Researched eastern European vampire folklore (especially Transylvanian myths) An Account of the Principalities of Walachia And Moldavia, An Extraordinary and Shocking History of a Great Berserker Called Prince Dracula, and The Historie and Superstitions of Romantic Romania The Un-dead and Count Wampyr 1890: Met Hungarian professor, Arminius Vanbery Syphilis in Victorian England Never set foot in Romania

7 Literature: Bram Stoker’s Influences 1890-1896

8 Literature: Bram Stoker’s Dracula 1897
Known as an epistolary novel is a novel written as a series of documents. The usual form is letters, although diary entries, newspaper clippings and other documents are sometimes used. The word epistolary comes from the Latin word epistola, meaning a letter. Authors use this device to add realism to their works.

9 Literature: Bram Stoker’s Dracula 1897
Significant plot changes 2nd only to the Bible in sales Inspired over 700 films Never been out of print Translated into every major language in the world Depicts good vs. evil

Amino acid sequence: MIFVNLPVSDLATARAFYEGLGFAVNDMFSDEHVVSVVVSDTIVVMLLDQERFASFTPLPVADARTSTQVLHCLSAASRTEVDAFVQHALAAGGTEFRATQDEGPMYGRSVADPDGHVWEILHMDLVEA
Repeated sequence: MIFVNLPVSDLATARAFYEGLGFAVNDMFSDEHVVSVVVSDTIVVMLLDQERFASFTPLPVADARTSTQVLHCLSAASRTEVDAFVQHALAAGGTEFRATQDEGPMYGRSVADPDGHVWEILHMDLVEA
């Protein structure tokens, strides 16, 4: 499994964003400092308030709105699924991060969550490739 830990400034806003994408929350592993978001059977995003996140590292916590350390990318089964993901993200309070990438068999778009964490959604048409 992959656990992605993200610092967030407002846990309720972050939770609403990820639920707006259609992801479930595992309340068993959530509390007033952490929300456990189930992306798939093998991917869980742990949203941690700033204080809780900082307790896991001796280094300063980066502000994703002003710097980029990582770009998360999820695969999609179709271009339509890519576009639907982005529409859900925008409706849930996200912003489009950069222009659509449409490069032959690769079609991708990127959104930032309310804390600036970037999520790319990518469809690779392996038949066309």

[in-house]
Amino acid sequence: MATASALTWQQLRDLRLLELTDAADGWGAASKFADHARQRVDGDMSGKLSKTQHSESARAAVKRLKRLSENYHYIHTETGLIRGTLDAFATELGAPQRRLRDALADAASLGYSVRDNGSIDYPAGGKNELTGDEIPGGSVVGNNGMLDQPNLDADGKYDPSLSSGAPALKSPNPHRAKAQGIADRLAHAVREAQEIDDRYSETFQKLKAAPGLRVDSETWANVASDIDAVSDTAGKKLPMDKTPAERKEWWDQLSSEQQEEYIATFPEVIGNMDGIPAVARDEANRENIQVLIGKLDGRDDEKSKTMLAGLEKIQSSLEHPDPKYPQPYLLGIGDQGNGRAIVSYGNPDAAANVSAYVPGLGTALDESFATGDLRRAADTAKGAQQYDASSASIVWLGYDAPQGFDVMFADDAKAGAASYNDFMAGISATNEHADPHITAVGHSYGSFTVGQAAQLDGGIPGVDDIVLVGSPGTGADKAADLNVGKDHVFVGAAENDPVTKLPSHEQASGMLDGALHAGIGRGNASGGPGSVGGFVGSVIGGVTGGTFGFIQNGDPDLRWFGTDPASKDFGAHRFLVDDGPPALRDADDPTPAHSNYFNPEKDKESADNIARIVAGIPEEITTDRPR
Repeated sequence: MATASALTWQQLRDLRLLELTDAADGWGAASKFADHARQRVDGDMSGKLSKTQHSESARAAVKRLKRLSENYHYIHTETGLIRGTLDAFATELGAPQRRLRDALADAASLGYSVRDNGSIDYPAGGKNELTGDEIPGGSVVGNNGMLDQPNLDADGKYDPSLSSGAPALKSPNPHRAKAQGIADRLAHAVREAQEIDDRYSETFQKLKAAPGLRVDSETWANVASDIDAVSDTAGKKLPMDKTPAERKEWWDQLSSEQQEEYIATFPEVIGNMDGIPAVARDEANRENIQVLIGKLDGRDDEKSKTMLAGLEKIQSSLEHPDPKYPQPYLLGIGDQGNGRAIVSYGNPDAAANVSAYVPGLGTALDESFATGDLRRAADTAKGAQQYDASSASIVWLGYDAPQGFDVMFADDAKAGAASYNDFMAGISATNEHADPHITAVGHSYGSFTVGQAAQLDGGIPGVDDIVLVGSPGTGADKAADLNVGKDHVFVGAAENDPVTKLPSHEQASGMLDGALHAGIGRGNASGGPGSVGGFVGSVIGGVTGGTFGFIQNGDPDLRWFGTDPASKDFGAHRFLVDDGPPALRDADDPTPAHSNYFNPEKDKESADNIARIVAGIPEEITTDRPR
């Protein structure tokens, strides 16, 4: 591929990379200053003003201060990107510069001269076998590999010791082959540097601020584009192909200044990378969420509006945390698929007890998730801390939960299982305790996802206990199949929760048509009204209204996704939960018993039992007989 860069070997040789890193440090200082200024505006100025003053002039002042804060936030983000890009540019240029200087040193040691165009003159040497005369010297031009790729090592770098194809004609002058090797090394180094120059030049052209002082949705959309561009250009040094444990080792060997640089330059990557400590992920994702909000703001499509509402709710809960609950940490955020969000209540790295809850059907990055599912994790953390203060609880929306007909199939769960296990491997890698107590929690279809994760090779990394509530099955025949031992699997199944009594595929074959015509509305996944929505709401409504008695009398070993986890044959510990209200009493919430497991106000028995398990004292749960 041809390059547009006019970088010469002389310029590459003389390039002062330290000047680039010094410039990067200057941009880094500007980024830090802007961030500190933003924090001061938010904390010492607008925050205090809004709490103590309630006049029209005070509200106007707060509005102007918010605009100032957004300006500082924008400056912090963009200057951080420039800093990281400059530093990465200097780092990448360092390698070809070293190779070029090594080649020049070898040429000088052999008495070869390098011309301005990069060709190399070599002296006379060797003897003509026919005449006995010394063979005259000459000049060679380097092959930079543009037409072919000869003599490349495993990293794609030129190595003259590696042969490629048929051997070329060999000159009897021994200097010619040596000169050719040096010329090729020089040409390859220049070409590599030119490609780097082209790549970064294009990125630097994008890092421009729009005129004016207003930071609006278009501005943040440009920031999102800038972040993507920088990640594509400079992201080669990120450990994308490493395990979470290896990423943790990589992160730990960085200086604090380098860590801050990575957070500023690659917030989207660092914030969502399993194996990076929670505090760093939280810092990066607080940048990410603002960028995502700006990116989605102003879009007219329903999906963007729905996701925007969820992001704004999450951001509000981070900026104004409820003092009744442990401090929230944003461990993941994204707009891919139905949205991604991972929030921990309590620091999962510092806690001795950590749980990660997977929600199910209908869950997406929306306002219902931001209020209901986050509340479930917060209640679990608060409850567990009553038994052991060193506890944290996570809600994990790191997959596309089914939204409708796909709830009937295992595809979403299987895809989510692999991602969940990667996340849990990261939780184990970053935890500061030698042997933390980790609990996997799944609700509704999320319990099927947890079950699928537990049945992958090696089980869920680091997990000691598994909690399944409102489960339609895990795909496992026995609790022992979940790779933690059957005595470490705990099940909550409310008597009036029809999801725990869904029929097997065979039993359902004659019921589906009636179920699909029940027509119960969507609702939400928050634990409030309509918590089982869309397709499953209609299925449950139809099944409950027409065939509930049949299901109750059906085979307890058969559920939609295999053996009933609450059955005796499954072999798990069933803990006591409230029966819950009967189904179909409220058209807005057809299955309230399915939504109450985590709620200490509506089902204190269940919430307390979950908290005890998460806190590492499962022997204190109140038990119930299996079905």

10 Literature: Bram Stoker’s Dracula 1897
The novel is considered a work of gothic fiction, specifically Victorian gothic. Gothic fiction is a type of literature that combines elements of both horror and romance. Although gothic fiction was no longer a dominant literary genre during the Victorian era, most would say that the genre was entering its most creative period. Some examples of Victorian gothic writers: Edgar Allan Poe Charlotte and Emily Brontë (Jane Eyre and Wuthering Heights) Mary Shelley (Frankenstein)

11 Gothic Literature: Bram Stoker’s Dracula
Gothic Elements Include: A deserted (or sparsely inhabited) castle or mansion in a state of ruins Labyrinths/mazes, dark corridors, and winding stairs filled with dusty cobwebs Hidden tunnels/staircases, dungeons, underground passages, crypts Limited lighting such as moonlight (usually a full moon), candles, flashlight, lantern The setting is usually threatening natural landscapes, like rugged mountains, dark forests, or eerie moors, exhibiting stormy weather Dark secrets surrounding some tormented soul who is left in isolation Ominous omens and curses Magic, supernatural manifestations, or the suggestion of the supernatural A damsel in distress The damsel’s rescuer; usually a lover Horrifying (or terrifying) events or the threat of such happenings